Ton: Wikis

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Encyclopedia

In the United Kingdom, the ton is a unit of measure which, when it ceased to be legal for trade in 1985, was defined in British legislation as being a weight or mass [sic] equal to 2,240 pounds (1,016 kg) (avoirdupois pounds).[1] In the United States and Canada[2], however, a ton is defined to be 2,000 pounds (907 kg). To avoid confusion, the former is more specifically referred to as a "long ton" and the the latter, a "short ton"; neither should be confused with the metric tonne, which is 1,000 kilograms (2,205 lb). While they do vary, a ton is generally one of the heaviest units of weight or mass referred to in colloquial speech. The term ton is less frequently used to refer to a unit of volume.[citation needed]

Units of volume

The displacement ton is a unit of volume used for describing the displacement of a ship. It represents the volume of water displaced by the hull. It is usually abbreviated as DT.

One measurement ton is equal to 40 cubic feet. It is sometimes abbreviated as 'MTON'.[3][4][5][6]

The freight ton represents the volume of a truck, train or other freight carrier. In the past it has been used for a cargo ship but the register ton is now preferred. It is equal to 40 cubic feet of space (1.132 cubic metres), but historically it has had several informal definitions. It is correctly abbreviated as 'FT' but some users are now using freight ton to represent a weight of 1 tonne, thus the more common abbreviations are now M/T, MT, or MTON (for measurement ton), which still cause it to be confused with the tonne, or even the megaton.

The register ton is a unit of volume used for the cargo capacity of a ship, defined as 100 cubic feet (roughly 2.83 cubic metres). It is often abbreviated RT or GRT for gross registered ton (The former providing confusion with the refrigeration ton). It is known as a tonneau de mer in Belgium, but, in France, a tonneau de mer is 1.44 cubic metres or about 1.88 cubic yards.

The Panama Canal/Universal Measurement System (PC/UMS) is based on net tonnage, modified for Panama Canal billing purposes. PC/UMS is based on a mathematical formula to calculate a vessel's total volume; a PC/UMS net ton is equivalent to 100 cubic feet of capacity.[7]

The water ton was formerly used in Great Britain and is equal to 224 imperial gallons, the volume occupied by a mass of one long ton under the conditions that define the imperial gallon.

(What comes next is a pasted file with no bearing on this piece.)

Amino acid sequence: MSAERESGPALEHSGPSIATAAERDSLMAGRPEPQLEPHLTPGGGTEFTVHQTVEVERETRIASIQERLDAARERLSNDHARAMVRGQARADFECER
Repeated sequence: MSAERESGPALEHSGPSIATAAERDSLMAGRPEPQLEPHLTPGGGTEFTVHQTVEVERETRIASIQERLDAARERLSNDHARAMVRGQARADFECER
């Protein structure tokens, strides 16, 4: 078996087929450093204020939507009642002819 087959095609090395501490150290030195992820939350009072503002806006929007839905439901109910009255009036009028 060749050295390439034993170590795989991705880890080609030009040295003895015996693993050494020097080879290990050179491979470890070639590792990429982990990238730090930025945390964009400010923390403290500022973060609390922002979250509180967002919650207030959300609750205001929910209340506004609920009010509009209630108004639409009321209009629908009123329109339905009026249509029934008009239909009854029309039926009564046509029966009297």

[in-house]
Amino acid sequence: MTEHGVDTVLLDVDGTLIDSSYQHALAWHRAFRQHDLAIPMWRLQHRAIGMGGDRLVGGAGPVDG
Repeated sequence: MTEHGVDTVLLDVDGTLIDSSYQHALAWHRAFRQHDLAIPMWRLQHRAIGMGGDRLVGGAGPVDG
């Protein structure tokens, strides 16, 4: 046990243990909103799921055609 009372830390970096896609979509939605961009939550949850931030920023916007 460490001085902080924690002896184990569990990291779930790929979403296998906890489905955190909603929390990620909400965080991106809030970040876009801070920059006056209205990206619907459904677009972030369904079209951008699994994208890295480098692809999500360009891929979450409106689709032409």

See 1 E-1 m³ and orders of magnitude (volume) for a comparison with other volumes.

(Note that volume tons are units of convenience used in shipping and are not useful in science except that they are exactly defined.)

Units of energy and power

Ton of TNT

• A ton of TNT or tonne of TNT is a unit of energy equal to 109 (thermochemical) calories, also known as a gigacalorie (Gcal), equal to 4.184 gigajoules (GJ).
• A kiloton of TNT or kilotonne of TNT is a unit of energy equal to 1012 calories, also known as a teracalorie (Tcal), equal to 4.184 terajoules (TJ).
• A megaton of TNT (1,000,000 metric tonnes) or megatonne of TNT is a unit of energy equal to 1015 calories, also known (infrequently) as a petacalorie (Pcal), equal to 4.184 petajoules (PJ).

Note that these are small calories (cal). The dietary calorie (Cal) is distinct and equal to one kilocalorie.

Early values for the explosive energy released by trinitrotoluene (TNT) ranged from 900 to 1100 calories per gram. In order to standardise the use of the term TNT as a unit of energy, an arbitrary value was assigned based on 1000 calories (1 kcal, 4.184 kilojoules) per gram. Thus there is no longer a direct connection to the chemical TNT itself. It is now merely a unit of energy that happens to be expressed using words normally associated with mass (e.g., kilogram, tonne, pound).[8][9] The definition applies for both spellings: ton of TNT and tonne of TNT.